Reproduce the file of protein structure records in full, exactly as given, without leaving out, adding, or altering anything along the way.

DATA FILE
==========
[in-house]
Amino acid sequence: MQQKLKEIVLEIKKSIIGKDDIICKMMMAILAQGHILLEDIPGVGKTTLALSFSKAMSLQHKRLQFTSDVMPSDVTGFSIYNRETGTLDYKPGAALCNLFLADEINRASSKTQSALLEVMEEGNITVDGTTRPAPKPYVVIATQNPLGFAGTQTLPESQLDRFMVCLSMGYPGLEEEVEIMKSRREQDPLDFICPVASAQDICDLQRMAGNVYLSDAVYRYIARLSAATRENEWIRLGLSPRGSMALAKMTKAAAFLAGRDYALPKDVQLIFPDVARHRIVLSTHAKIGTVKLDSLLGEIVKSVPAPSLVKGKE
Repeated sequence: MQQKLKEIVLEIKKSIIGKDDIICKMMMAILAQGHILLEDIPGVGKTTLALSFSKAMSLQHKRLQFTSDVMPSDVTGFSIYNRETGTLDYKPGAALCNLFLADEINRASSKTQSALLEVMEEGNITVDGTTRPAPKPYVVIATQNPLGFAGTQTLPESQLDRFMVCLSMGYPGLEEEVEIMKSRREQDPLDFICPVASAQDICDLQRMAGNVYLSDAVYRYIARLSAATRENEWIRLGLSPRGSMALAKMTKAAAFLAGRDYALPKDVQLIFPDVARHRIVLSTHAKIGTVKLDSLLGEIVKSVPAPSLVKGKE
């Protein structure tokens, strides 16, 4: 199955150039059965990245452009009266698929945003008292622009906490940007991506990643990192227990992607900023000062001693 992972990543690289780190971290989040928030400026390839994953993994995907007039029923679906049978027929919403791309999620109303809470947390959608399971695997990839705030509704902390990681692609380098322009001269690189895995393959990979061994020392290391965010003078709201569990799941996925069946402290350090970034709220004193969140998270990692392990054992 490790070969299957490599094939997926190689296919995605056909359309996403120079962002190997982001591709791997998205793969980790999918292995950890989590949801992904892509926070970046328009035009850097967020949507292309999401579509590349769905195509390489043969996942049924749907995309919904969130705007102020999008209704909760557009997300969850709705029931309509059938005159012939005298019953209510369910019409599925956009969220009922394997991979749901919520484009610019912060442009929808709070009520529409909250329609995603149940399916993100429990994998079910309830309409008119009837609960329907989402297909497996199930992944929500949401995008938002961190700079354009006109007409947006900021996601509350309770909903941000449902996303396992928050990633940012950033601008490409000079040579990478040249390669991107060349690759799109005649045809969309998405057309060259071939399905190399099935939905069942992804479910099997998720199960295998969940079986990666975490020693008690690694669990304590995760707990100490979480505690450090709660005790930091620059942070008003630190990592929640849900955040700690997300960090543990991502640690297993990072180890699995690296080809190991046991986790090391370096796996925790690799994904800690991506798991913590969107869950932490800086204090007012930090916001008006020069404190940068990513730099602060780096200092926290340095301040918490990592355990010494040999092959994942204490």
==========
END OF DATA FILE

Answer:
[in-house]
Amino acid sequence: MQQKLKEIVLEIKKSIIGKDDIICKMMMAILAQGHILLEDIPGVGKTTLALSFSKAMSLQHKRLQFTSDVMPSDVTGFSIYNRETGTLDYKPGAALCNLFLADEINRASSKTQSALLEVMEEGNITVDGTTRPAPKPYVVIATQNPLGFAGTQTLPESQLDRFMVCLSMGYPGLEEEVEIMKSRREQDPLDFICPVASAQDICDLQRMAGNVYLSDAVYRYIARLSAATRENEWIRLGLSPRGSMALAKMTKAAAFLAGRDYALPKDVQLIFPDVARHRIVLSTHAKIGTVKLDSLLGEIVKSVPAPSLVKGKE
Repeated sequence: MQQKLKEIVLEIKKSIIGKDDIICKMMMAILAQGHILLEDIPGVGKTTLALSFSKAMSLQHKRLQFTSDVMPSDVTGFSIYNRETGTLDYKPGAALCNLFLADEINRASSKTQSALLEVMEEGNITVDGTTRPAPKPYVVIATQNPLGFAGTQTLPESQLDRFMVCLSMGYPGLEEEVEIMKSRREQDPLDFICPVASAQDICDLQRMAGNVYLSDAVYRYIARLSAATRENEWIRLGLSPRGSMALAKMTKAAAFLAGRDYALPKDVQLIFPDVARHRIVLSTHAKIGTVKLDSLLGEIVKSVPAPSLVKGKE
């Protein structure tokens, strides 16, 4: 199955150039059965990245452009009266698929945003008292622009906490940007991506990643990192227990992607900023000062001693 992972990543690289780190971290989040928030400026390839994953993994995907007039029923679906049978027929919403791309999620109303809470947390959608399971695997990839705030509704902390990681692609380098322009001269690189895995393959990979061994020392290391965010003078709201569990799941996925069946402290350090970034709220004193969140998270990692392990054992 490790070969299957490599094939997926190689296919995605056909359309996403120079962002190997982001591709791997998205793969980790999918292995950890989590949801992904892509926070970046328009035009850097967020949507292309999401579509590349769905195509390489043969996942049924749907995309919904969130705007102020999008209704909760557009997300969850709705029931309509059938005159012939005298019953209510369910019409599925956009969220009922394997991979749901919520484009610019912060442009929808709070009520529409909250329609995603149940399916993100429990994998079910309830309409008119009837609960329907989402297909497996199930992944929500949401995008938002961190700079354009006109007409947006900021996601509350309770909903941000449902996303396992928050990633940012950033601008490409000079040579990478040249390669991107060349690759799109005649045809969309998405057309060259071939399905190399099935939905069942992804479910099997998720199960295998969940079986990666975490020693008690690694669990304590995760707990100490979480505690450090709660005790930091620059942070008003630190990592929640849900955040700690997300960090543990991502640690297993990072180890699995690296080809190991046991986790090391370096796996925790690799994904800690991506798991913590969107869950932490800086204090007012930090916001008006020069404190940068990513730099602060780096200092926290340095301040918490990592355990010494040999092959994942204490």